To address this current losing war with cyberattackers, the future of cybersecurity requires augmenting the current focus of “indicators of compromise” with “indicators of exposure & warning” in real-time. Where the measure would be to gauge the shift of incident management that would tilt on managing more incidents at warning stages than on compromise stages. It is imperative to build an AI engine to perform this very task as that would be the only way to perform in real-time, scale with the growing nature of cloud as well as to cover the evolving nature to attack scenarios.
Deloitte’s third edition of the “State of AI in the Enterprise” survey finds businesses are entering a new chapter in AI implementation where early adopters may have to work harder to preserve an edge over their industry peers.
Microsoft's Azure Security Center (ASC), which regularly searches for and researches for new attack vectors against Kubernetes workloads, revealed a new campaign that was observed recently targeting Kubeflow, a machine learning toolkit for Kubernetes.
Researchers at NIST have developed a mathematical formula that, computer simulations suggest, could help 5G and other wireless networks select and share communications frequencies about 5,000 times more efficiently than trial-and-error methods.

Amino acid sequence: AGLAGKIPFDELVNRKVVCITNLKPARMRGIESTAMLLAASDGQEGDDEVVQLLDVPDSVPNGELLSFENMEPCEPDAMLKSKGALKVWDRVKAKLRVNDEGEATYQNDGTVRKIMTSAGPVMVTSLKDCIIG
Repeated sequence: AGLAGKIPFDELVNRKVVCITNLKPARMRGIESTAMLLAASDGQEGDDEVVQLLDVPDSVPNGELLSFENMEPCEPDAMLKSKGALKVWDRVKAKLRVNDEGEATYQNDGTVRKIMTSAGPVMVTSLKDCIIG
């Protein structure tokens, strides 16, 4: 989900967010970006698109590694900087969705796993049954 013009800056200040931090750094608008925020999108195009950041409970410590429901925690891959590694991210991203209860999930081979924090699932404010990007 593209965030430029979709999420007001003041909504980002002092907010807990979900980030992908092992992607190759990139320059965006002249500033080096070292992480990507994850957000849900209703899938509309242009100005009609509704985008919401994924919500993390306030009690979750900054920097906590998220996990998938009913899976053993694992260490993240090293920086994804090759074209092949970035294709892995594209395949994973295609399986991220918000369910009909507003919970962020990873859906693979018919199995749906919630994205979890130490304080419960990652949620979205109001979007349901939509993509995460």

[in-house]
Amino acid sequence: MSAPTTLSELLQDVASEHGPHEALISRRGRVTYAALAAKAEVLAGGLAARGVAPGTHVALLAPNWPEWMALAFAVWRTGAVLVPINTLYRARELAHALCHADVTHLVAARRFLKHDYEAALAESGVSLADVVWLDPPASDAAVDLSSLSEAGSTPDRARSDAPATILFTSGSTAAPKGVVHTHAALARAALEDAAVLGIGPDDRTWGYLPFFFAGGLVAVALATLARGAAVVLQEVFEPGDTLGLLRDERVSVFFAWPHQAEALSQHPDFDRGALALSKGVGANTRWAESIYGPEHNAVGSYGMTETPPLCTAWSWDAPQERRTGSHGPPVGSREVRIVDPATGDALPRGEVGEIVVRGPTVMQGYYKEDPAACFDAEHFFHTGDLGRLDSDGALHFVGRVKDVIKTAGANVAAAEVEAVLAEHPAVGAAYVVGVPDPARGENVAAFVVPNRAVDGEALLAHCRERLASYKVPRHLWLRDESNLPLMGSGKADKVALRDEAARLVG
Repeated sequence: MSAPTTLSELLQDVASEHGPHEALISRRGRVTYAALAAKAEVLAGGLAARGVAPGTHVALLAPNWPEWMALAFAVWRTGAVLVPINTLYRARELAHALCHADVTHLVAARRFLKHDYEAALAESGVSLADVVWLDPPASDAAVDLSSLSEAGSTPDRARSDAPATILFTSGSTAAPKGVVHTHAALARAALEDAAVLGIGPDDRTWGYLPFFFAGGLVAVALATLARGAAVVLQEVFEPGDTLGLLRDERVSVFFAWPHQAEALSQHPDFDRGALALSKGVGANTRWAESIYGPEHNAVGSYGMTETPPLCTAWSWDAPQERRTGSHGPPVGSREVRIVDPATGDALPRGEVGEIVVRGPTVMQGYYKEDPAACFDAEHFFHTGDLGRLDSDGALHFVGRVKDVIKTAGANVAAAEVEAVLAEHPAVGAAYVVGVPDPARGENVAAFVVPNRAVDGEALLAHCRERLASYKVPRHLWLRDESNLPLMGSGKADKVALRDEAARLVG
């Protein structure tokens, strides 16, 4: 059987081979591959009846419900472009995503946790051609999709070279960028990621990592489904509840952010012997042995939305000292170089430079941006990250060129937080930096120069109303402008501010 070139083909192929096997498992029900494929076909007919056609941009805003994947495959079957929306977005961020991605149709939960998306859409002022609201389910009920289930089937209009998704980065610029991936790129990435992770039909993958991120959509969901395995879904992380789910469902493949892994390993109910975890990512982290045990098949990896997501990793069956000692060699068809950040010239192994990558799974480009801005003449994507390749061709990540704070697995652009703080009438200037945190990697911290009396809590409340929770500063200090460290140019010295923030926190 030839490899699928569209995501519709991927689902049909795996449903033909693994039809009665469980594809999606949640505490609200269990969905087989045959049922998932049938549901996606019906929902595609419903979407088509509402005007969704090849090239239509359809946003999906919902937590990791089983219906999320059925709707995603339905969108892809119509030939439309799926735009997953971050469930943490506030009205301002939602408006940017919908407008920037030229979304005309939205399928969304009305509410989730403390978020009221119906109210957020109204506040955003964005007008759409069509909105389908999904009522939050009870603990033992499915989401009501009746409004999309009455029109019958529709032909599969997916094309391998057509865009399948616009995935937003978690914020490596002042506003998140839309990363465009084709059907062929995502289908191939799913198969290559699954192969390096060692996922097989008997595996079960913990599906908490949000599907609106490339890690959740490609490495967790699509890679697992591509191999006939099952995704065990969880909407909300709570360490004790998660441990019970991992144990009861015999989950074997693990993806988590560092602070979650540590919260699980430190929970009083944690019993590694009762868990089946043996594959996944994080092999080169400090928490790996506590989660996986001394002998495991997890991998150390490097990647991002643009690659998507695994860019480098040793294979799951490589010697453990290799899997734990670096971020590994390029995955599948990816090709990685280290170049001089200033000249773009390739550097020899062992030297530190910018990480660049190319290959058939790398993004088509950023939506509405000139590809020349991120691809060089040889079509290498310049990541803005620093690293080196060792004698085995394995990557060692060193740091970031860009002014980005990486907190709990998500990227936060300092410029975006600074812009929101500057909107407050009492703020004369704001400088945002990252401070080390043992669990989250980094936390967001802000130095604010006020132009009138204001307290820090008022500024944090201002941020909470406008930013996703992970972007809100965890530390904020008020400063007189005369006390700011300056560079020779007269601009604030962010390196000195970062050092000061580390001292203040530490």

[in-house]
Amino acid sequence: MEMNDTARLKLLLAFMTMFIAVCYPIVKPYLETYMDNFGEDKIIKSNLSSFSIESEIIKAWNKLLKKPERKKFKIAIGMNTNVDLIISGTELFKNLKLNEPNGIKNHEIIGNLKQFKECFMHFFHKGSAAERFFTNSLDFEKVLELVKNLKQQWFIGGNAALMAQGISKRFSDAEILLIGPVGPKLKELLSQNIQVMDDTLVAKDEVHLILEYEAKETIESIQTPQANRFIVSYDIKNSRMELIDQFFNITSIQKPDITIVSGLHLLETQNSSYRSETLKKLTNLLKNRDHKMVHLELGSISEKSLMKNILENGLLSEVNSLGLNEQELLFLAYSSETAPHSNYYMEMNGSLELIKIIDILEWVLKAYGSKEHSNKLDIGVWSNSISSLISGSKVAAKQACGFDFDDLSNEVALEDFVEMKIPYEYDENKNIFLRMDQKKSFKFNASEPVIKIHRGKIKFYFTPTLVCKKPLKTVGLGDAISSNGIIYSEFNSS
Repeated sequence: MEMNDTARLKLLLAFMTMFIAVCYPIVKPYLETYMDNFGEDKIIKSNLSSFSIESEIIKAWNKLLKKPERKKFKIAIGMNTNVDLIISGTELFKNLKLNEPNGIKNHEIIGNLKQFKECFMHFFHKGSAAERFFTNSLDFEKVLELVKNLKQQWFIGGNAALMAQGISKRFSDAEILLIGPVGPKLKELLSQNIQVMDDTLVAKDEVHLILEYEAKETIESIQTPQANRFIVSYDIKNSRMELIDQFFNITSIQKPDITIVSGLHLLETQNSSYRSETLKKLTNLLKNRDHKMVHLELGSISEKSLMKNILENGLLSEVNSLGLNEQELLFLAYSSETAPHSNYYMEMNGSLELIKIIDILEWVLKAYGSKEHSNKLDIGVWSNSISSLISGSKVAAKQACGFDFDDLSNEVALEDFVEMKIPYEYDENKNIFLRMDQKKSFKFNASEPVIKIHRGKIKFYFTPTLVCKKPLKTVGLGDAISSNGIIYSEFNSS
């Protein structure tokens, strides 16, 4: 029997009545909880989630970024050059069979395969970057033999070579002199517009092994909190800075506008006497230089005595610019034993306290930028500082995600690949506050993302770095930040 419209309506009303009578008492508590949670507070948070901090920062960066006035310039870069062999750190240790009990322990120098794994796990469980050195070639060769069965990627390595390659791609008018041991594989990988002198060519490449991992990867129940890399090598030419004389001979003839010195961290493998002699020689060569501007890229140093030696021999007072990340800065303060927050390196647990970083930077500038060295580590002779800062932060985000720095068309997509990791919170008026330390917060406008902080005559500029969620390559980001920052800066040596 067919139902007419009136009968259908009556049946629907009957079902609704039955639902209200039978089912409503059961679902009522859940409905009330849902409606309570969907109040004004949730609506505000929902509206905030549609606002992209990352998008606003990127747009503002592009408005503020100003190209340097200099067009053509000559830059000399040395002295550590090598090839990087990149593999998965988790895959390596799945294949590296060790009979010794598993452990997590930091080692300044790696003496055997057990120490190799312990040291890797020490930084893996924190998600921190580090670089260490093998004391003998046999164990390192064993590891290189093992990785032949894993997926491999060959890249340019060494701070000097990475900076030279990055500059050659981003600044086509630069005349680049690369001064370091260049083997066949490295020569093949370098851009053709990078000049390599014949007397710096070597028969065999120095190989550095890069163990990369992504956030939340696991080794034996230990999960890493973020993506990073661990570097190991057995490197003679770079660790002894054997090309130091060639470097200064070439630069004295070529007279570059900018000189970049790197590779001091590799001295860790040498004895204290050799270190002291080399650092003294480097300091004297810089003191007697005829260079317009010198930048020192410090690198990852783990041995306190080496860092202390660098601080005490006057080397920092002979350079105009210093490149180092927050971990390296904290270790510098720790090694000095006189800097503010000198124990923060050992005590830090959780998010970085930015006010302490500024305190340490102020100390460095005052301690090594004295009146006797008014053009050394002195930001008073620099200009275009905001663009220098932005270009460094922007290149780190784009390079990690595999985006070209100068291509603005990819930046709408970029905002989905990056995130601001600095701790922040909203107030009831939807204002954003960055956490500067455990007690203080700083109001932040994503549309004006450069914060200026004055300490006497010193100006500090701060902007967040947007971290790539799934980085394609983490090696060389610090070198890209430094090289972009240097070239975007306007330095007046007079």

While it might be tempting to reduce face recognition to an inevitable Orwellian nightmare, its benefits cannot be realized unless we educate ourselves about how the technology really works, separate fact from fiction, and pass common sense regulation that set guidelines for use. Here are five popular misconceptions about face recognition and privacy to help set the record straight on this powerful, emerging technology.
Artificial intelligence (AI) presents a perfect solution to compensate for unmanned environments or those with limited staffing, or the loss of vigilance after looking at a screen too long. AI can help us not only watch continuously, but also feed systems that are able to sort, organize and categorize massive amounts of data in a way that human operators cannot. And it can do so far more reliably than traditional video analytics ever did.
New research revealed that while over half of organizations use artificial intelligence (AI) or machine learning in their security stack, nearly 60 percent are still more confident in cyberthreat findings verified by humans over AI.
This month in Security magazine, we examine how physical security leaders are being propelled into a unique position of revenue preservers and risk managers for their businesses. In addition, we profile Scott Ashworth, Director of Security for Atlanta United. Also, security leaders discuss how to develop cybersecurity careers, election security, data protection strategies, measuring and reporting security operations maturity and more!